In welcoming Donald Trump to Cleveland, the media are serving up a smorgasbord of unflattering stories.
There is, of course, some meat-and-potatoes stuff about what to expect at the Republican convention and all that. But there are also appetizers and entrees spiced with that pungent anti-Trump flavor.
The theme is that this is a presidential nominee unlike any other--which is true--and therefore worthy of special treatment.
And special doubts.
The Washington Post has a long piece on how the billionaire has little time for books:
“Trump, poised to become the first major-party presidential nominee since Dwight Eisenhower who had not previously held elected office, appears to have an unusually light appetite for reading.”
Not even presidential biographies.
The New Yorker’s Jane Mayer has a lengthy interview with Tony Schwartz, the ghostwriter on “The Art of the Deal,” who says he wrote the whole thing and that Trump has an amazingly short attention span.
Having sold out (by his own admission) and done it for money (half the $500,000 advance for the 1987 book, followed by half the millions in royalties), Schwartz now wants to clear his conscience:
“I put lipstick on a pig. I feel a deep sense of remorse that I contributed to presenting Trump in a way that brought him wider attention and made him more appealing than he is.” He went on, “I genuinely believe that if Trump wins and gets the nuclear codes there is an excellent possibility it will lead to the end of civilization.”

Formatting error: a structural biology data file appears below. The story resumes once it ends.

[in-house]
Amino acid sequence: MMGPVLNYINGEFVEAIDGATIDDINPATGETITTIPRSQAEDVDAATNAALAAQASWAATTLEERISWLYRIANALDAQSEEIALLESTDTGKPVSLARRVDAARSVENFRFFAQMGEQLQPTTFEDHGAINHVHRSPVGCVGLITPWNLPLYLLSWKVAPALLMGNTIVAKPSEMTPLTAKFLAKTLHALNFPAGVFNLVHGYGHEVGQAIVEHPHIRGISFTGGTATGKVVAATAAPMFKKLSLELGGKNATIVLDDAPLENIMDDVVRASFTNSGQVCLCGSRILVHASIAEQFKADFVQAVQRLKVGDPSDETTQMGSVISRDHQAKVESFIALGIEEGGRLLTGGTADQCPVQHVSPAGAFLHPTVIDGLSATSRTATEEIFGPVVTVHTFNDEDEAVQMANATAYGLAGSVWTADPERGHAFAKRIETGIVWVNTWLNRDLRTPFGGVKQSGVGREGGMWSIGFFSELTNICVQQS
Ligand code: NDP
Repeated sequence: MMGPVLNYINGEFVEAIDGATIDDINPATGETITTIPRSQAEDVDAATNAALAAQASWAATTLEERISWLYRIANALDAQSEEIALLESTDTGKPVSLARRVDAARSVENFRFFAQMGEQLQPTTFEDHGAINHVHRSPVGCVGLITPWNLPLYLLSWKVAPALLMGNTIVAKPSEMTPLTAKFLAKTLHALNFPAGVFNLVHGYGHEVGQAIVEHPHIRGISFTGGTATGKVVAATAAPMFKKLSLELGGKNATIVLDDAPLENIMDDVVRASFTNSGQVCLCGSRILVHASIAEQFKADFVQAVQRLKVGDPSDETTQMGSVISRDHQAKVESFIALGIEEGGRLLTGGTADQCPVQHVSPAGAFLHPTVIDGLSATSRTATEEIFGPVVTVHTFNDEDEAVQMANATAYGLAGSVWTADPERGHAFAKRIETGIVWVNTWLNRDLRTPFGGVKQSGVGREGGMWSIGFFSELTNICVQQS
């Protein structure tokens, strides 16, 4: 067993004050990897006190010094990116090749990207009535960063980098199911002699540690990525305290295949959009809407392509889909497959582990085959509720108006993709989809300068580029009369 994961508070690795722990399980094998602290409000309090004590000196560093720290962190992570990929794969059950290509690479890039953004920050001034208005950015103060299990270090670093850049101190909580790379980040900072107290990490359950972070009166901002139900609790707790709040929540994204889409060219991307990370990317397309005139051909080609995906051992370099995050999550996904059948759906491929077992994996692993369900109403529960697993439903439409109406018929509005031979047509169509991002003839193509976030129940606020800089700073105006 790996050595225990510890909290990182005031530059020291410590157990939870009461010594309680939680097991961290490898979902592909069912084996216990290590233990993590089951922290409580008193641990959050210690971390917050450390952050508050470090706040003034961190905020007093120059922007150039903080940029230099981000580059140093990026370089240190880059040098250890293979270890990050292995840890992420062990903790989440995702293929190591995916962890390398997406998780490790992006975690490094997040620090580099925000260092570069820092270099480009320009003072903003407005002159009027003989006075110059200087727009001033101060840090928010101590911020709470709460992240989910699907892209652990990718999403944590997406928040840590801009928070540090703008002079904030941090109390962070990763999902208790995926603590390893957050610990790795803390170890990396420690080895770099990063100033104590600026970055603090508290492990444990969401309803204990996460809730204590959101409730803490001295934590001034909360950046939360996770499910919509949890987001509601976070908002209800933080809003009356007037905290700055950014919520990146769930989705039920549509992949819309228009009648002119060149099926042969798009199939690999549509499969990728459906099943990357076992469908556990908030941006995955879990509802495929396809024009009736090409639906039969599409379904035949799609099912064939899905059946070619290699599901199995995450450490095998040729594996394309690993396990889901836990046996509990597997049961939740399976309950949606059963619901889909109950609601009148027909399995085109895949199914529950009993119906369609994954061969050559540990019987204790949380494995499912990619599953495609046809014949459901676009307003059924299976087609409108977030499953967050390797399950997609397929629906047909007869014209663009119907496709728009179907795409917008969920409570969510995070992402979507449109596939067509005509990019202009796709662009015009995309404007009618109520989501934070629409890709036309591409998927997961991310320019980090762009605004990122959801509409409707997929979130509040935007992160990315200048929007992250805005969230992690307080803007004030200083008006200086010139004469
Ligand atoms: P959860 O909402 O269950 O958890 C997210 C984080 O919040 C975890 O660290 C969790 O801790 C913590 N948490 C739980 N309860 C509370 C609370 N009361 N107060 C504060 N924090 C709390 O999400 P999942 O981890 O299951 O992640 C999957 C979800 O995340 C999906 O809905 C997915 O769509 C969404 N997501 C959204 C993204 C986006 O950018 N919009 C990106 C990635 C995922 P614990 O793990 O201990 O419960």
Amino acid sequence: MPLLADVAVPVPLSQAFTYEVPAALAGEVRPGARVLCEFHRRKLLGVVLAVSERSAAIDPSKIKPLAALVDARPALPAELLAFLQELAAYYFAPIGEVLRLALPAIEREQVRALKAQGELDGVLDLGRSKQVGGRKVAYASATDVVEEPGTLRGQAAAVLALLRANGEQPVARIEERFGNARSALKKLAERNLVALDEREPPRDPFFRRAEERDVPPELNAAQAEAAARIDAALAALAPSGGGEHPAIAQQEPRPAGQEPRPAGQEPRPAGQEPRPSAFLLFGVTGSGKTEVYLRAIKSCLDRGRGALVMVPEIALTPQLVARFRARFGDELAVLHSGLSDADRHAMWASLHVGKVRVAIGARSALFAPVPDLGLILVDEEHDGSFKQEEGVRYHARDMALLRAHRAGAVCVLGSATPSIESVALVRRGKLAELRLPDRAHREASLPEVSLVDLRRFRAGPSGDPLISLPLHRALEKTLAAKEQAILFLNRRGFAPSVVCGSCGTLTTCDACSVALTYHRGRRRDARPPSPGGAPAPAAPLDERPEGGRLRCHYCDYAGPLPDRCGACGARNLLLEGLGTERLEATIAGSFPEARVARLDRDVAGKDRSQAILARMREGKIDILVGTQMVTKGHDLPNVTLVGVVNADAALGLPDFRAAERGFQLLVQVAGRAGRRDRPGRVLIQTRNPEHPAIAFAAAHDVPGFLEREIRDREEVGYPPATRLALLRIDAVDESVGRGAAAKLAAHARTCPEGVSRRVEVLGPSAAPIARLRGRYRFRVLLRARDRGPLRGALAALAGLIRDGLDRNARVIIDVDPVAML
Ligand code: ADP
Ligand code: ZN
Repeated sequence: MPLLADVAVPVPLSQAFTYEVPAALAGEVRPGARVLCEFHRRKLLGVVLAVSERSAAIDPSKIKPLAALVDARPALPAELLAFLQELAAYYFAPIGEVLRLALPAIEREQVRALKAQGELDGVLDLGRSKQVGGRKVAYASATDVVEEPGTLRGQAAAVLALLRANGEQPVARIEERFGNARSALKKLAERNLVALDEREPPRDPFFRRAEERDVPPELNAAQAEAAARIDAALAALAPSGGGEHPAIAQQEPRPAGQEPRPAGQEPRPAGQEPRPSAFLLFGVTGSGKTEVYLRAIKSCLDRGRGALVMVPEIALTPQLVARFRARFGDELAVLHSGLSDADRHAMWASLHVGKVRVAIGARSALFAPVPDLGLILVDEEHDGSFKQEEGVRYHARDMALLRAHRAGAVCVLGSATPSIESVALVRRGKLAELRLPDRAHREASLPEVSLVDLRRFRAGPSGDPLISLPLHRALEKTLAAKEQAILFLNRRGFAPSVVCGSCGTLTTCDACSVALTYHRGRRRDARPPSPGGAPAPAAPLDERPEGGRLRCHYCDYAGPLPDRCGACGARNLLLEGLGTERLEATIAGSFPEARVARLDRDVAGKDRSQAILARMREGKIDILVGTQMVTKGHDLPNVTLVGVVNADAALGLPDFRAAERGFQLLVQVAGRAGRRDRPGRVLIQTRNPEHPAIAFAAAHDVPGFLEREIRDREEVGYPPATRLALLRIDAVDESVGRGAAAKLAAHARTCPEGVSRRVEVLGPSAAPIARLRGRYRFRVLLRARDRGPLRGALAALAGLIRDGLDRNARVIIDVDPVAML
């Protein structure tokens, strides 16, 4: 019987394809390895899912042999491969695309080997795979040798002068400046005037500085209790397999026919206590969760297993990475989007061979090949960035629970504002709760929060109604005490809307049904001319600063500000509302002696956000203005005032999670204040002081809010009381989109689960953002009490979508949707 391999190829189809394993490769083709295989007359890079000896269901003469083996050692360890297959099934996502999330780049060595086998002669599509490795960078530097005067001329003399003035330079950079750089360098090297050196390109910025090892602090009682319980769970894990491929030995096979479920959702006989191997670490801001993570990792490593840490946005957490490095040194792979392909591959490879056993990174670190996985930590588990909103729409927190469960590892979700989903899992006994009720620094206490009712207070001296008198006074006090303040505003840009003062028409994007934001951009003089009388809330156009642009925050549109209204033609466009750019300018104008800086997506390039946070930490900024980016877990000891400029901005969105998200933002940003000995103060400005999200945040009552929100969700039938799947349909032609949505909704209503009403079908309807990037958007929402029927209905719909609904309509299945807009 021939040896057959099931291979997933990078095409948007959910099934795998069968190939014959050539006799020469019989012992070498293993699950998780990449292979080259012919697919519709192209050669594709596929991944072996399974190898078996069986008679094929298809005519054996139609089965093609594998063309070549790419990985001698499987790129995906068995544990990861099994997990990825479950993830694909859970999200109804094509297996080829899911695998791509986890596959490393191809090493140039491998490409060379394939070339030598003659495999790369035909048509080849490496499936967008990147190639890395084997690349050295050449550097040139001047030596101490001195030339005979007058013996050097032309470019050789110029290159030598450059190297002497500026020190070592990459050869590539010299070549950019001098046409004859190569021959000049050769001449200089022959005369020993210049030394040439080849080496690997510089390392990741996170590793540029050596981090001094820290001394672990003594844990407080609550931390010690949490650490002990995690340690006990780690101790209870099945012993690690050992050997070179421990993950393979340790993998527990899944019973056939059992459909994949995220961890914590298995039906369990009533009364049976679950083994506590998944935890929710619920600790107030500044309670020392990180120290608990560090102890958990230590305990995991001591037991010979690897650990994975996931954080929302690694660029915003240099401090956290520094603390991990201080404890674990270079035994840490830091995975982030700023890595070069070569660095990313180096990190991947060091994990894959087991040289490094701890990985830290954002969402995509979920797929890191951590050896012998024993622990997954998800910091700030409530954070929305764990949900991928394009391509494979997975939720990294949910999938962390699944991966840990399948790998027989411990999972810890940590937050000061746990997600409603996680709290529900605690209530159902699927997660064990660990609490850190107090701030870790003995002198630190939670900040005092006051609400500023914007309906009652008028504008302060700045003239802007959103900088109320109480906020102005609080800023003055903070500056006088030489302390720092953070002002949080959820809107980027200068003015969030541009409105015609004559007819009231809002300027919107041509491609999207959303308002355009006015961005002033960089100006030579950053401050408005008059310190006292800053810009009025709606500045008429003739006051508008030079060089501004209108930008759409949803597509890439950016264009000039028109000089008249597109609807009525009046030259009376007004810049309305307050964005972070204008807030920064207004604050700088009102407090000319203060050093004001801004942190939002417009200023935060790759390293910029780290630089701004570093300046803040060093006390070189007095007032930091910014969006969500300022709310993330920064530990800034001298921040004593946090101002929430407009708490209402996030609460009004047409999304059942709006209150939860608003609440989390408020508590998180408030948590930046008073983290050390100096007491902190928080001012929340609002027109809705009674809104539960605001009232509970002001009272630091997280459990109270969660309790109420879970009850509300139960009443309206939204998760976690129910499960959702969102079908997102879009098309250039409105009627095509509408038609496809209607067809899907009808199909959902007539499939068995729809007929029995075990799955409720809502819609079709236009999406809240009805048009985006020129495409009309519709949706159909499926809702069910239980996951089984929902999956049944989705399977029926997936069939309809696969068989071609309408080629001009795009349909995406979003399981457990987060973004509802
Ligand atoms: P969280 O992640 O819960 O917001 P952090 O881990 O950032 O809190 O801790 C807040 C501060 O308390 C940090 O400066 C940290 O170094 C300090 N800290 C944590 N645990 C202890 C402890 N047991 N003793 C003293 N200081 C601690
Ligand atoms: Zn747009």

See? This is a high-stakes election. The end of civilization and all that.
“If he were writing ‘The Art of the Deal’ today, Schwartz said, it would be a very different book with a very different title. Asked what he would call it, he answered, ‘The Sociopath.’”
Not that he’s biased against Trump or anything.
New York Times media columnist Jim Rutenberg says it’s time for the press to get more aggressive in facing a convention where “some of it promises to border on spectacle, to put it mildly. (Let me repeat: Among the potential themes is Mr. Clinton’s sex life.)
“It could be one of those events that we look back on as a defining moment in American media, especially for the television networks: Did they once again this year hand themselves over to a Trumpian infomercial - the ultimate Trump infomercial — and bask in the ratinginfs?
“Or did they rediscover their vital role of providing context, perspective and truth in a contest that is not a countdown-clock-worthy sporting event or reality show, but a competition for the presidency of the United States in fraught and dangerous times?”
Sorry, but yielding to a Trump infomercial doesn’t account for all the critical reporting, harsh commentary and (some) tough interviews. Or Trump’s willingness to submit to endless interviews even in the midst of damaging controversies, whether self-inflicted or not, while other candidates turned down endless invitations.
Politico writes the following story for at least the third time, saying GOP insiders are “dreading” the Trump convention.
And Trump doesn’t get much solace from the conservative media. The Weekly Standard, led by #NeverTrump guy Bill Kristol, sees his campaign crashing and burning:
“These leaders are political pros who understand how bad Trump's fundraising is, who have access to the best polling data, and whose careers depend on reading the pulse of the people. Better than anybody else, they know that a Trump nomination likely means a Clinton victory in November.
“With that in mind, it's time for conservatives to ask themselves some difficult questions, above all: What is the point of the Republican party anymore?”
Trump is transforming the Republican Party, which was ripe for a transformation after years of losing presidential elections—but that doesn’t please defenders of the old order.
So lots of negativity for The Donald. We'll see whether Hillary Clinton gets remotely comparable treatment on the eve of her Philadelphia convention.